Diabetes Increasing Rapidly in China
In November 2008, the Chinese Diabetes Society (CDS) released the results of its study into the epidemiology of diabetes in China. The results suggested that diabetes is becoming prevalent in China more rapidly than previously estimated, increasing the market prospects for Western drugs and devices treating diabetes.
The CDS found that the prevalence of diabetes among Chinese between 20 and 70 years old is now 10.5%, or 9.5% for women and 12% for men. This is about double the prevalence in 2001, and four times the prevalence in 1994. The study estimated that there are about 40 million Chinese suffering from diabetes in urban areas, and 20 million in rural areas.
Diabetes is one of the chronic diseases that are becoming increasingly prevalent in China in response to changing lifestyles. As incomes rise with economic development, and people move from agriculture to more sedentary occupations, more and more Chinese are now overweight or obese, both risk factors for diabetes. Chinese people living in cities are much more likely to have diabetes. About 55% of the Chinese population is rural, but two-thirds of diabetes sufferers (as estimated by the study) were urban.
However, for diabetes treatment to improve in response to this rapid rise, popular awareness of the disease will need to increase. Many Chinese do not know they have diabetes. Also, maintenance practices like blood glucose self-monitoring are low in China compared to other Asian countries.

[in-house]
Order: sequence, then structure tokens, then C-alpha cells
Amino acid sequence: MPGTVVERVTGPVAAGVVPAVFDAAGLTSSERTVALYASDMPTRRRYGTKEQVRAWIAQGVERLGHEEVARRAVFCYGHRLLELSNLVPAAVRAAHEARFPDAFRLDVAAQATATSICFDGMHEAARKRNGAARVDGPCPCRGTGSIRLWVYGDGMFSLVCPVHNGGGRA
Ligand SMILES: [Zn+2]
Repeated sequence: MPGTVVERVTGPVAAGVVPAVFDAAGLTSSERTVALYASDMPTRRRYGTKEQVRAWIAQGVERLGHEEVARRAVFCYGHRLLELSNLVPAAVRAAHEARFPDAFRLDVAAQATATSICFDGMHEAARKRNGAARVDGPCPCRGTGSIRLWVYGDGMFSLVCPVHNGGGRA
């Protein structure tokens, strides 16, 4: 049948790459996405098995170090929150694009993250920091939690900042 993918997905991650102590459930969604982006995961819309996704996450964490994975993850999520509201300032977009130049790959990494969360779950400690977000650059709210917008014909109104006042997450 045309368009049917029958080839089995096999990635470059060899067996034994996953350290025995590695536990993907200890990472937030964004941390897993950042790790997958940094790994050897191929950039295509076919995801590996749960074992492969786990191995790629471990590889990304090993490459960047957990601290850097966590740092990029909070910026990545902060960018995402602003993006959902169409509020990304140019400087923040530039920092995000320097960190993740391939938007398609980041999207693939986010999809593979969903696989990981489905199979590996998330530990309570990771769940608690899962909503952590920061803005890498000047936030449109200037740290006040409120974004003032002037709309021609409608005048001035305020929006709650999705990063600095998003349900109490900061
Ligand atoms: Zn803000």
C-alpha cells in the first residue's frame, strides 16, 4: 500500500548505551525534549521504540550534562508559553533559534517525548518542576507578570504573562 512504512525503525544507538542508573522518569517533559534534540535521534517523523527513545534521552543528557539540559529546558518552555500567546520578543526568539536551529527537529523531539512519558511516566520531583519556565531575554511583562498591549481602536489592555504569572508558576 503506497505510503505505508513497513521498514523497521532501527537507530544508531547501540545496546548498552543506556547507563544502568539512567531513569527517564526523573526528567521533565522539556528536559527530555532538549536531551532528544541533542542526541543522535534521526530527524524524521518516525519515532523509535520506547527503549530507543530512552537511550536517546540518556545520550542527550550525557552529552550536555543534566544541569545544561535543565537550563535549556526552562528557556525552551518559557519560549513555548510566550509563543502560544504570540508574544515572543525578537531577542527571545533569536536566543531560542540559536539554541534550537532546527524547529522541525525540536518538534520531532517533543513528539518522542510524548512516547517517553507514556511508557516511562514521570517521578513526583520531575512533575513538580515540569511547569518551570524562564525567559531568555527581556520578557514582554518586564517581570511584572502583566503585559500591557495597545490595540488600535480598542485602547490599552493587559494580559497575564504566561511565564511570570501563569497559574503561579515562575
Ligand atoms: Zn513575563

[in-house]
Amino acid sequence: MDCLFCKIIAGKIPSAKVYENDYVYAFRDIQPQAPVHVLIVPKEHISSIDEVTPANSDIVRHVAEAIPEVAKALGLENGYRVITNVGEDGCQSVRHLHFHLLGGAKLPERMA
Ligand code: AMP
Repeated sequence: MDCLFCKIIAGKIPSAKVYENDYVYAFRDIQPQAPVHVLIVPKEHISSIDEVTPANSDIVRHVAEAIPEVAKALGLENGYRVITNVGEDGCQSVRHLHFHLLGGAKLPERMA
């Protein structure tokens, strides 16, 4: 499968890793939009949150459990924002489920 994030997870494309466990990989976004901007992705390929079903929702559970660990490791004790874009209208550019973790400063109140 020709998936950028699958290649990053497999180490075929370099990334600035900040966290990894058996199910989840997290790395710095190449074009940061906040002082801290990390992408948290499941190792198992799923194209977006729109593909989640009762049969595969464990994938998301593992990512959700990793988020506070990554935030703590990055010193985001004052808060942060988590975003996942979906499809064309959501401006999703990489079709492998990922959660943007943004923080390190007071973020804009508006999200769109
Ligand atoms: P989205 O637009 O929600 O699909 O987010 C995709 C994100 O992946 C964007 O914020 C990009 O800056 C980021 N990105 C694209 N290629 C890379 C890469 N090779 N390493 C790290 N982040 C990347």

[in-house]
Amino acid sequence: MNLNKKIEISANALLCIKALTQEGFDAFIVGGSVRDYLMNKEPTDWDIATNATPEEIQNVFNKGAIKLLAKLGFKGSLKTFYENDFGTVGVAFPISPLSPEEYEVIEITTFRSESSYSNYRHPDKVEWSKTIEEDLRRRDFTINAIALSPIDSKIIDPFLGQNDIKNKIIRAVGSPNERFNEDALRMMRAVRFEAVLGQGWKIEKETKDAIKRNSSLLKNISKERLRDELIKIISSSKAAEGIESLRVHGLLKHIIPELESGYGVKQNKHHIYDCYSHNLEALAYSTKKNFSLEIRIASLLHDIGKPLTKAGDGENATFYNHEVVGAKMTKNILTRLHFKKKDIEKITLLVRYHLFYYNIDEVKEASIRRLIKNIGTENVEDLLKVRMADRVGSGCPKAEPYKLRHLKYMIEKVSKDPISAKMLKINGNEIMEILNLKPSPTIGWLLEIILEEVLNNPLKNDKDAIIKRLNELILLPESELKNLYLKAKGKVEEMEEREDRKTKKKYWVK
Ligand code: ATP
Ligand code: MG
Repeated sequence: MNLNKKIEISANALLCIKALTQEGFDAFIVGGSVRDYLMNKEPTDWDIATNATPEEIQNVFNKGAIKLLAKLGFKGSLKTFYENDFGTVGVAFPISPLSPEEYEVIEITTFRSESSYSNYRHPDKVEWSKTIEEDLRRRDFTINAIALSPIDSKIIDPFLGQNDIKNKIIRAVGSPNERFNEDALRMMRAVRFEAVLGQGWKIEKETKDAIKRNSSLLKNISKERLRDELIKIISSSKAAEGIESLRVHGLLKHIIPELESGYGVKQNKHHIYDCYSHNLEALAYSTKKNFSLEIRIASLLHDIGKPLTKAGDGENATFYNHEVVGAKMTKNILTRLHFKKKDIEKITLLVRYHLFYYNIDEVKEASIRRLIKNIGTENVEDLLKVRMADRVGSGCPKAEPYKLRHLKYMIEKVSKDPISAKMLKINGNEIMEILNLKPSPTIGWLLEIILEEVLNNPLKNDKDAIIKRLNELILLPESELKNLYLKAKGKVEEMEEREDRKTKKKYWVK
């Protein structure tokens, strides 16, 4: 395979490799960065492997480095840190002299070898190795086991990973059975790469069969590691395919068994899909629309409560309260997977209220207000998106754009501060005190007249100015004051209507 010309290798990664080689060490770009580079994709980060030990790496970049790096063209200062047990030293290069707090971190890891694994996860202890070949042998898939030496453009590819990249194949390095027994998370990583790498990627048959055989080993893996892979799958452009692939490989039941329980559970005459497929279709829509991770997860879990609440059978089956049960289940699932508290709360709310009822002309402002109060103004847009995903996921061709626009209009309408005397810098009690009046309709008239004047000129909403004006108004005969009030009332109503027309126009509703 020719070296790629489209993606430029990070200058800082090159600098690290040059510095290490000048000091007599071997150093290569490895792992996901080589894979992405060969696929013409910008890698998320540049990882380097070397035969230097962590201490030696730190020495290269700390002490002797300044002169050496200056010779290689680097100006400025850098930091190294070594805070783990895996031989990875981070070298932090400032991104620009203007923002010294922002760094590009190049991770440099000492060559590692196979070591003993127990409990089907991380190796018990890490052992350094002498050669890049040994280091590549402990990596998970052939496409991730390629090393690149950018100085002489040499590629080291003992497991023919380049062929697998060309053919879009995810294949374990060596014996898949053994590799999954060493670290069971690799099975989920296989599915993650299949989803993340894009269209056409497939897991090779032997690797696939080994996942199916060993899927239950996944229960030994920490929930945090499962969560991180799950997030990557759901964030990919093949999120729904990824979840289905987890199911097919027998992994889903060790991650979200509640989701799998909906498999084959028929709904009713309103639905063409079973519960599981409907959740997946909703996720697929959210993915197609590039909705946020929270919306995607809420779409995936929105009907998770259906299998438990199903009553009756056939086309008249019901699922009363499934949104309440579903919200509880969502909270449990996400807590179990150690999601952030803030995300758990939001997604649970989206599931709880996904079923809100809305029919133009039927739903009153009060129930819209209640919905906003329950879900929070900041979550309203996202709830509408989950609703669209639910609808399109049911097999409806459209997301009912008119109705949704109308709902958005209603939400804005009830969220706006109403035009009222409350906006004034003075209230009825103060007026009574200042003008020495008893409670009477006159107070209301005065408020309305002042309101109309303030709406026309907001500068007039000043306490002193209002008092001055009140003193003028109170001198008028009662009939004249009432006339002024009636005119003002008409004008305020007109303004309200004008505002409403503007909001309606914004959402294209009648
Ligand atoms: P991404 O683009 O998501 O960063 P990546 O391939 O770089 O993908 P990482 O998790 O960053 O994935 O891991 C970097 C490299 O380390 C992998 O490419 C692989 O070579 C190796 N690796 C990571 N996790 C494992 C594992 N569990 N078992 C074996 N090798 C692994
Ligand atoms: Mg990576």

As part of the effort to increase awareness, Eli Lilly, Roche, and Becton Dickinson are collaboratively funding the China Diabetes Education Program, which has given comprehensive diabetes training to over 37,000 medical professionals and 170,000 patients. With longer experience of diabetes in their own countries, as well as higher R&D levels, western firms should have a competitive advantage in developing and marketing diabetes products in China.
The CDS is a member of the International Diabetes Federation. In 2007, it entered into a partnership with Eli Lilly and two European diabetes societies to fund and conduct collaborative European-Chinese diabetes research. Its current study took over a year to conduct and surveyed 40,000 people in 14 provinces.
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